May 11, 2008

Arif B. Prasetyo (2)


Pitch-black and towering
Birds making nests on the strength of her arms.
Grand castle for red ants and lizards
An architecture growing from its own shadow.
The day is about to collapse. Her weather-beaten joints
Grow weaker and twisted.
With bitter seeds of karma hanging
She learns to love all unworthy of love.
Conversing with ghosts all night
Underworld dwellers, eyes awash with milk
Whose breasts were once full of January rain
And whose nipples erect skyward licked by the sun.
She used to roam abhorring stars
Only walking to kill distance, forgetting directions
Not thinking of arriving anywhere
Not entering anyone’s paradise
And shouting to those who linger, falling
In God:
“Eternal life beheads monuments
or buries itself into underground extinction!”
They’re angry and curse her to vanish
Absorbed into the black tree’s cambium:
The king crowned with a kite-frame
Tree rings and their prophecies.
Tower of prayer-call in the distance. Birds arrive
Pecking the dusk’s last light with their golden warbles.
The peasants hurry home to prepare fire and pray.
A visage, a pattern from a simple surah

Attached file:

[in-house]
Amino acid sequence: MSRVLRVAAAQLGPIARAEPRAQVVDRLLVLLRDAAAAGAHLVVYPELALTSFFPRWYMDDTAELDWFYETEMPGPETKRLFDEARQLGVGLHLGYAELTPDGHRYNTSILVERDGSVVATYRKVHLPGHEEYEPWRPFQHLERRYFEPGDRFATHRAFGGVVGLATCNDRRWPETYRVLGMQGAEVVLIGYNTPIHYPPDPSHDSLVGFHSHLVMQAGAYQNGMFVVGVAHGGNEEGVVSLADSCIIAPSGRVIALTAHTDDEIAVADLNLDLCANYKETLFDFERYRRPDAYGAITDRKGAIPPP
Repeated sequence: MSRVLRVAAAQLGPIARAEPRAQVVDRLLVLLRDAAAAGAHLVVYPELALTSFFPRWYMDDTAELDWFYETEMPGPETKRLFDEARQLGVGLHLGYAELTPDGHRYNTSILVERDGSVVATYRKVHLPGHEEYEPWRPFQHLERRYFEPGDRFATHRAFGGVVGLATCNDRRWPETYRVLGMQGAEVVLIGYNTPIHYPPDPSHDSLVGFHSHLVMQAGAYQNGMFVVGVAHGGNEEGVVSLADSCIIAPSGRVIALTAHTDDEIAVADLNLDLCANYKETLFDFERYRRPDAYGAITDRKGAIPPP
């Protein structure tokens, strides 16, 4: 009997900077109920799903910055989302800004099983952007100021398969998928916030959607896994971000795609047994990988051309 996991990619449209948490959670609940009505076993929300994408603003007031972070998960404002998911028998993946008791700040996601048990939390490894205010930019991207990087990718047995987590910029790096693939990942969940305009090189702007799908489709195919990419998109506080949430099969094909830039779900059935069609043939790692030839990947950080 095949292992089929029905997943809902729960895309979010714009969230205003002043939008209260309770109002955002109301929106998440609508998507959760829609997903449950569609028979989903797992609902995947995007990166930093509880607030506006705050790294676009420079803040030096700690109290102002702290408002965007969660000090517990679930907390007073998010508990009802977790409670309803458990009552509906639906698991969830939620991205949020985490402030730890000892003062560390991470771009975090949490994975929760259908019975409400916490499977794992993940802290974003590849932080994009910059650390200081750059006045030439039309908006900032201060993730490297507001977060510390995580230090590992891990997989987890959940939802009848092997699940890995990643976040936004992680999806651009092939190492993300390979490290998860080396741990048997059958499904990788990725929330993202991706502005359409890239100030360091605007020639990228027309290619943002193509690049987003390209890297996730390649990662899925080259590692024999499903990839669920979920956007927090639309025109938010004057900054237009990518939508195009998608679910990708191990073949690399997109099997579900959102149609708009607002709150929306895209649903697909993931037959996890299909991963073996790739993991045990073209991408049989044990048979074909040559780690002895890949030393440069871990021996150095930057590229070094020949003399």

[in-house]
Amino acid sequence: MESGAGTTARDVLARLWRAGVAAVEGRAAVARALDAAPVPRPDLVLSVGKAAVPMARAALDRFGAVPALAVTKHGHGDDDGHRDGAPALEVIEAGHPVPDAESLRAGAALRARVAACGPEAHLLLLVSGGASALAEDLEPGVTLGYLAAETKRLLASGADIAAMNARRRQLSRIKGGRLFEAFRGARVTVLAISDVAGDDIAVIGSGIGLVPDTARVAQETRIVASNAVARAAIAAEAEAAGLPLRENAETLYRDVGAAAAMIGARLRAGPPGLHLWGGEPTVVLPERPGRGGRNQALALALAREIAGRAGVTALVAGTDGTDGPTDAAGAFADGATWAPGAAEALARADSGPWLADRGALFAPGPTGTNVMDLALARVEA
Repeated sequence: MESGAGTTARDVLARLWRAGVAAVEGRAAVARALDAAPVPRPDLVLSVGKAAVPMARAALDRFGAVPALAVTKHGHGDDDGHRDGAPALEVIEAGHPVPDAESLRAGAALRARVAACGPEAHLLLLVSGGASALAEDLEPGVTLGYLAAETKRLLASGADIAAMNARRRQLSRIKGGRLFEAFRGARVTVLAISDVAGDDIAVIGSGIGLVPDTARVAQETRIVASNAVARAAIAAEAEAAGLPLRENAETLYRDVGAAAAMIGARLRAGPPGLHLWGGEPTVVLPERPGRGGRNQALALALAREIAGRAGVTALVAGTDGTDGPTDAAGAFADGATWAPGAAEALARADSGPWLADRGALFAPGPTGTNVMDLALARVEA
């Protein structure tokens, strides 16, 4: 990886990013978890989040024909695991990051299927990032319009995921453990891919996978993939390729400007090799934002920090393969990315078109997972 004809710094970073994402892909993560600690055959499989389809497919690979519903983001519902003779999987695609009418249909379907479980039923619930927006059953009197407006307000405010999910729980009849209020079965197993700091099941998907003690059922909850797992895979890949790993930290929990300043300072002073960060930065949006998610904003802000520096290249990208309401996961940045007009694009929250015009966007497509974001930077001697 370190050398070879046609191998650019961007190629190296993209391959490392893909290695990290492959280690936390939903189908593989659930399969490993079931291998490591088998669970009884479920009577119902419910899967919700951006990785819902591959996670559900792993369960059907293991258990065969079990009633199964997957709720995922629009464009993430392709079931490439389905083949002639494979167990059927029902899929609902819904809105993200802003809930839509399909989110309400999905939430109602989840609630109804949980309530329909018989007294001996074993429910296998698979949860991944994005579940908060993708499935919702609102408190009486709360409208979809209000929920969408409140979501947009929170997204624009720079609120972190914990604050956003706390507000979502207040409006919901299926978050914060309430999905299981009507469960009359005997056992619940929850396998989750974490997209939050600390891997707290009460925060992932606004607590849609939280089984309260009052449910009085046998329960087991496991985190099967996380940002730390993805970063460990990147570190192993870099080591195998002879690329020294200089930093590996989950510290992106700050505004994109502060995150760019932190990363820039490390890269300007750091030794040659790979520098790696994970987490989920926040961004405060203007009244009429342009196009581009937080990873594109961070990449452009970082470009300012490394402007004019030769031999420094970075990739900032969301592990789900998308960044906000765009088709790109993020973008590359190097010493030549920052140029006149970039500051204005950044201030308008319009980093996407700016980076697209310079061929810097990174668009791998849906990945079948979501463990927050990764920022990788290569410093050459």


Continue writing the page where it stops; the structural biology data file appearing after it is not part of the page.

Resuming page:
I scratch the body that groans in the trunk.


Trembesi: the name of a tree (Pipturus nicanuss).
Surah: a chapter in the Qu’uran.


Dissolve my body in the flame!
Sita screams. Before collapsing
behind the wood smoke soaring up-wards. The heat
and the explosion of burning fat, a canon shooting
fireflies to the sky. A typhoon of flame reddening the azure…
Lips bitter. A million eyes tearing me apart
screaming the curses of the gods.
What sin have I commited?
Strong ash-colored arms. Immoral desire.
Wink of hated destiny. And spring
cleverly teaches me to make love.
There is no more fear. Holy war is in vain.
As is revolution. But why do I still hear
a revolver shot in the ribs. A bitter trickle
is released. Shattered I fall from the embrace
of the rough man who’d achieved what he longed for.
Deadly passion. Later when the eagles from the gulf
flutter wildly clawing at the ghosts of soldiers,
troops who’ve burnt god’s incarnation, scatter
my soul in your pain, Dasamuka.
We reincarnate as a pair of dragons
hunting the moon in the sky.
At the end of the great epoch of Ramayana, after king Rama defeats the tenfaced
demon king Dasamuka (Rahwana) and rescues his kidnapped wife Sita,
his subjects welcome Rama’s return. However there is concern about whether
Sita has been able to remain pure and faithful to Rama. Sita is put to the test of